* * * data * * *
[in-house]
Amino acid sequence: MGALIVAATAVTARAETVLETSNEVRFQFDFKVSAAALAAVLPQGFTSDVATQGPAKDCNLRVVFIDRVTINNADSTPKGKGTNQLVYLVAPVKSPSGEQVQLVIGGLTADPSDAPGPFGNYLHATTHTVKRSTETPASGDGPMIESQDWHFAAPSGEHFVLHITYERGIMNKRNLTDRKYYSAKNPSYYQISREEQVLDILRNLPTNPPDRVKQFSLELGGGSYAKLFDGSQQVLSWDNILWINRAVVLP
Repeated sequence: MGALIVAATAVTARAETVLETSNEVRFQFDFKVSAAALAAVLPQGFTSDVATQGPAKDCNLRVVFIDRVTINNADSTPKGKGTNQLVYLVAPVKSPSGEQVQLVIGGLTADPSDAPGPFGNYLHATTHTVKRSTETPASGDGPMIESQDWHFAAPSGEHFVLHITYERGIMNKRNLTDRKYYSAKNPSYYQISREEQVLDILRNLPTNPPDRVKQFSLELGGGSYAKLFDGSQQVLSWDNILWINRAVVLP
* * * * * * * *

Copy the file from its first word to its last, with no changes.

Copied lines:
[in-house]
Amino acid sequence: MGALIVAATAVTARAETVLETSNEVRFQFDFKVSAAALAAVLPQGFTSDVATQGPAKDCNLRVVFIDRVTINNADSTPKGKGTNQLVYLVAPVKSPSGEQVQLVIGGLTADPSDAPGPFGNYLHATTHTVKRSTETPASGDGPMIESQDWHFAAPSGEHFVLHITYERGIMNKRNLTDRKYYSAKNPSYYQISREEQVLDILRNLPTNPPDRVKQFSLELGGGSYAKLFDGSQQVLSWDNILWINRAVVLP
Repeated sequence: MGALIVAATAVTARAETVLETSNEVRFQFDFKVSAAALAAVLPQGFTSDVATQGPAKDCNLRVVFIDRVTINNADSTPKGKGTNQLVYLVAPVKSPSGEQVQLVIGGLTADPSDAPGPFGNYLHATTHTVKRSTETPASGDGPMIESQDWHFAAPSGEHFVLHITYERGIMNKRNLTDRKYYSAKNPSYYQISREEQVLDILRNLPTNPPDRVKQFSLELGGGSYAKLFDGSQQVLSWDNILWINRAVVLP